Opinion: Phase 2 Too High a Constitutional Price
Addison County is currently the scene of a controversial three-part drama.
Vermont Gas Systems/Gaz Métro (VGS/GM) has proposed the Addison Natural Gas Project (ANGP): Phase 1 will bring gas to Middlebury, and it has already received a Certificate of Public Good (CPG); Phase 2 is the subject of an application now before the Public Service Board (PSB); and Phase 3 is in the concept stage, and may someday bring gas from Middlebury to Rutland.
ANGP Phase 2 creates a lateral line to bring gas from Middlebury to the International Paper Co. (IPC) in Ticonderoga, N.Y. The principal justification for this project is that it will bring revenues to VGS/GM that the company can then use to help underwrite the costs of building Phase 3. Some people call this “free money,”just waiting to be taken and used to Vermont’s advantage.
Of course, it’s not really “free money,”because in order to build this project, a large transmission pipeline has to be constructed across the towns of Cornwall and Shoreham, and then under Lake Champlain to IPC on the far shore. On Town Meeting Day 2014, both the affected towns put the pipeline project to a vote. Both towns voted no —Cornwall overwhelmingly so: 126 against, 16 for. In Shoreham the vote was 66 against, 38 for.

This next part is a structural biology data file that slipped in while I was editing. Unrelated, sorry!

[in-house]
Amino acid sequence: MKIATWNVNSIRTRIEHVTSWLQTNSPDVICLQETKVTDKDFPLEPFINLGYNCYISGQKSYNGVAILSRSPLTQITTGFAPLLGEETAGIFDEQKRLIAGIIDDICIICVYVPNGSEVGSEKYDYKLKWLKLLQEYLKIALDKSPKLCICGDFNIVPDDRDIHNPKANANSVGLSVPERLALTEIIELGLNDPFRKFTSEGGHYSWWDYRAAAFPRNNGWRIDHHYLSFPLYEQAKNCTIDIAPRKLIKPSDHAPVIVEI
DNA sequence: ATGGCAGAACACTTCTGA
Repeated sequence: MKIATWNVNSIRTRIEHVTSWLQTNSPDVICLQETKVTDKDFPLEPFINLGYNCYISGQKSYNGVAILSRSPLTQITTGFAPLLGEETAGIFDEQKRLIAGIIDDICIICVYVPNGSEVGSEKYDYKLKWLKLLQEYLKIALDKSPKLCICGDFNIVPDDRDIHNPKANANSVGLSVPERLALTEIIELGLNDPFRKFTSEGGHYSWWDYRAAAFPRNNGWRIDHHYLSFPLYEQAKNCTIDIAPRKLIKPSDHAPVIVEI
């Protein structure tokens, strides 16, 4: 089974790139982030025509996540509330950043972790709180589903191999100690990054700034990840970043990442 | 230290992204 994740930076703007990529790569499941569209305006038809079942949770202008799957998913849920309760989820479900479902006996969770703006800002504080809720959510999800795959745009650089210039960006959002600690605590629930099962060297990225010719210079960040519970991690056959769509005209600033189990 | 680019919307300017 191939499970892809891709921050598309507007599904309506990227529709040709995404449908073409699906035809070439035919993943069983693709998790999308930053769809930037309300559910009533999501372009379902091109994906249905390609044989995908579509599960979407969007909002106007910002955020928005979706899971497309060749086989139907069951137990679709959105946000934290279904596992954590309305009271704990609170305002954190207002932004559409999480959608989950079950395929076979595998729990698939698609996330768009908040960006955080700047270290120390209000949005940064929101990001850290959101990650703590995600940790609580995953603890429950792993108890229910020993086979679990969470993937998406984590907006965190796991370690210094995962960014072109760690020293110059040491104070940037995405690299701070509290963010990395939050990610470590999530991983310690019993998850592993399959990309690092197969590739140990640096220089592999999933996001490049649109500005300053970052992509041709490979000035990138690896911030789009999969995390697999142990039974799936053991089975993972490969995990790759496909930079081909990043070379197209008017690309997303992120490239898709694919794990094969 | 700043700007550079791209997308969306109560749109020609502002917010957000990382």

The pipeline, however, isn’t going to run on town land, it’s going to run across private property —and nearly every landowner I have spoken with is adamantly opposed to the project. To add insult to injury, not a single family hosting the transmission line is going to receive gas service from the smaller distribution lines that will run to a very small number of locations —to approximately 130 potential addresses of the total 1,294 addresses in the two towns.
It’s easy to see why the stage has been set for controversy.
How can we step away from the controversy and figure this out civilly? As always, the Vermont Constitution can help us sort this out in a legal, rational and respectful manner that’s fair to all parties: the landowners, VGS/GM, and IPC.
The Vermont Constitution, Chapter I, Article 1st spells out our “unalienable rights, amongst which are the enjoying and defending life and liberty, acquiring, possessing and protecting property, and pursuing and obtaining happiness and safety. …”Property rights are fundamental. But they are not unlimited.
In the very next section, Article 2nd says “That private property ought to be subservient to public uses when necessity requires it, nevertheless, whenever any person’s property is taken for the use of the public, the owner ought to receive an equivalent in money.”
The beauty of our Constitution lies in its balancing of potentially conflicting interests: first, it establishes private property rights, and second it makes these rights subservient to public use when necessary.
This second provision is the basis for our laws on eminent domain, which enable a utility, for instance, to take property (often in the form of an easement, or even outright sale) for a project that delivers a legitimate “public use”of “necessity”—that is, a project that merits a “Certificate of Public Good,”as judged by the Public Service Board.